October 25, 2013

Breakup Violence


Tracy Smith: Craig, today we are going to pick up Lynn Kenny’s story where we left off yesterday. It was Christmas Eve two years ago, and Lynn and her boyfriend Gary ended up in the parking lot of a local pool hall where he started to hit her.

Scott: Now, that was a clip from Channel One News back in the 90s. And joining us after those years is Tracey Smith, CBS Sunday Morning correspondent and former Channel One News anchor. So, welcome back and it is good to have you.

Tracy: Thanks, Scott. It is great to be here, and we are actually talking about something that I covered on Channel One back in the day.

Scott: It is for teen violence in relationships, right?

Tracy: That is right. There is actually something specifically called ‘breakup violence.’ And what it is is when a relationship ends, there can be a surge of uncontrollable emotional anger. And it can result in verbal or physical abuse. In the case of one Massachusetts teen, it escalated way beyond that.

It seemed like they had the perfect relationship.

Chloe Jacques: They were both very attractive. They seemed like the ideal couple.

Tracy: He was a star wide receiver on the Wayland High School football team. She was a beautiful girl with a big voice and an even bigger heart.

You went to New Orleans with her?

Hannah Blahut: Yeah, we went to help rebuild after Hurricane Katrina.

Tracy: But behind closed doors, Nathaniel Fujita and Lauren Astley’s relationship was a constant roller coaster.

Mary Dunne: They started getting chronically into fights, then it would be back together, broken up, back together, broken up.

Tracy: Until finally, in the spring of their senior year, on her 18th birthday, Lauren broke it off with him for good.

Malcolm Astley: I think with the – what was the final break up – she felt some relief. Life was somehow opening up.

Tracy: But Nathaniel was devastated. And that was when his friends and family began to notice a change.

George Mattingly: He had gone from a kid who was always on the move, always working out, to a kid who was basically at home lying on the couch looking miserable.

Tracy: And when he showed up to Lauren’s big graduation party, things only escalated.

Dunne: She came to me crying and said, ‘He will not leave me alone. He’s harassing me. He doesn’t want me to dance with anybody.’

Tracy: Nathaniel was asked to leave.

Worried about her son’s health, Nathaniel’s mother took him to see a psychiatrist. His diagnosis?

Bill Sullivan: Major clinical depression. Not just that you’re feeling down, but this was a major depressive episode.

Tracy: The psychiatrist suggested anti-depression medication and therapy but Nathaniel refused. His mother also reached out to Lauren for help.

Chloe: Nate’s mom came and visited Lauren at work and asked if it would be a good idea if she reached out to him and talked to him and kind of saw what was going on.

Tracy: And so she did. On the afternoon of July 3rd, 2011, she drove to his house. And that was the last time anybody saw Lauren Astley alive. Her body was found the next day in a nearby marsh. She had been strangled. Her throat slashed. Investigators found enough evidence to arrest Nathaniel and charge him with first-degree murder.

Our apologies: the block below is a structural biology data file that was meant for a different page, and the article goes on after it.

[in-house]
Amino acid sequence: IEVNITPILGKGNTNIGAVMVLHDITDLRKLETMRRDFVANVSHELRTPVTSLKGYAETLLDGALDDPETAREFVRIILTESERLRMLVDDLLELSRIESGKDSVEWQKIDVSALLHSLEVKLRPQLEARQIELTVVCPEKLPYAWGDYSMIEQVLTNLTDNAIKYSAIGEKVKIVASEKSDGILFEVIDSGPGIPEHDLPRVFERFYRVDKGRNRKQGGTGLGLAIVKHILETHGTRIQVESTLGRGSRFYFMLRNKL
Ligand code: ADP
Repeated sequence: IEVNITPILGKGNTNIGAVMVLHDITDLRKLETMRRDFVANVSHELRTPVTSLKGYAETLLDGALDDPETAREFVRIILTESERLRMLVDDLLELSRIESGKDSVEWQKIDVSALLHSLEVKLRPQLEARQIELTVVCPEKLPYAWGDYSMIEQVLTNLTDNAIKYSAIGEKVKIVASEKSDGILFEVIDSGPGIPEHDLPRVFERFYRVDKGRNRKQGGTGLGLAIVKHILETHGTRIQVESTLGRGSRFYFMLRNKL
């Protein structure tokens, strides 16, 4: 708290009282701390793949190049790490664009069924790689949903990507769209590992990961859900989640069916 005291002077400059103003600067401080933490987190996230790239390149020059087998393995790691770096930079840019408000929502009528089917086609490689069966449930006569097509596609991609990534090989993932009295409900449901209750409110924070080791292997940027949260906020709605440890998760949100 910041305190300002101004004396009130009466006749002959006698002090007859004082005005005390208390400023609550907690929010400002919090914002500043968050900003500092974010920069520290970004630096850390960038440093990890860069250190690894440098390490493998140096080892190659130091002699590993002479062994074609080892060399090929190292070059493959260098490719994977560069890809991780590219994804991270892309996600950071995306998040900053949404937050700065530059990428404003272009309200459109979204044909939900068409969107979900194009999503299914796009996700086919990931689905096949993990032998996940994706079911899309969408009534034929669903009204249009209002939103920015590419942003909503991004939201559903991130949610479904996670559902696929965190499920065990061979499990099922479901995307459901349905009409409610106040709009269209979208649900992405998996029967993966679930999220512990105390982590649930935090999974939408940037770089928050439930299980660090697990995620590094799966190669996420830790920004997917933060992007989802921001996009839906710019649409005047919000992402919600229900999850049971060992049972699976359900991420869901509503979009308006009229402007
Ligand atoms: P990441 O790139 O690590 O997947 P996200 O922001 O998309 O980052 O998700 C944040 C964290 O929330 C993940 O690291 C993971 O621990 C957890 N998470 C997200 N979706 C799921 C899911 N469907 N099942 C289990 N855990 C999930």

Astley: Yes, it is terribly painful to have someone break up with you. It is one of the worst pains in life, but normal and not to be taken as failure or as a cause for violence.

Tracy: Family and friends of Lauren are now using her tragic story as a way to bring awareness to the growing problem of dating and breakup violence.

Dunne: In all of our talking that we did about boys and drinking and drugs and driving, I’d never even heard that term before – breakup violence.

Tracy: And social media adds enormous pressure. The digital footprint that every young person lives with makes breaking up harder – sometimes humiliating. It is a recipe for disaster.

Gerry Leone: The loss, the breakup. It’s tweeted, it’s texted about, it’s Facebooked. Everybody’s electronically communicating about it. And what it tends to do is exacerbate the entirety of the situation.

Tracy: Some Massachusetts teens have even formed dating violence awareness clubs where they meet every week to listen and learn how to help classmates recognize signs of an abusive relationship, which could be the key to making a difference.

Gerry Leone: Of teenagers who are in abusive relationships, three percent will tell an authority figure. Six percent will tell a family member. But seventy-five percent will tell a friend. That’s why we focus on kids.

Tracy: It is all in the hopes that what happened to Lauren never happens again.

Now, according to the American Psychological Association, one in three teens and young adults is the victim of physical, verbal, emotional, or sexual abuse by a dating partner.

Scott: Wow! That is some scary stuff.

Now, to see the full 48 Hours episode, tune in tomorrow night to CBS at 10pm Eastern.

And, Tracy, thanks so much for being here.

Tracy: Thanks for having me back, Scott.

Scott: No problem.

Now, if you or someone you know is having issues with someone they are dating, check out our resources for help over at


6 comments on “Breakup Violence

  1. Aidan-Burke

    Wow, this story is a good resource for everyone that’s dating! We need to learn about these little things becoming a huge difference in life.

  2. Damaia

    Hearing a story like this devastates me. Sometimes you think that your relationship could be going perfectly fine and then something happens to end it. Once you do, you never know what the other person is capable of.


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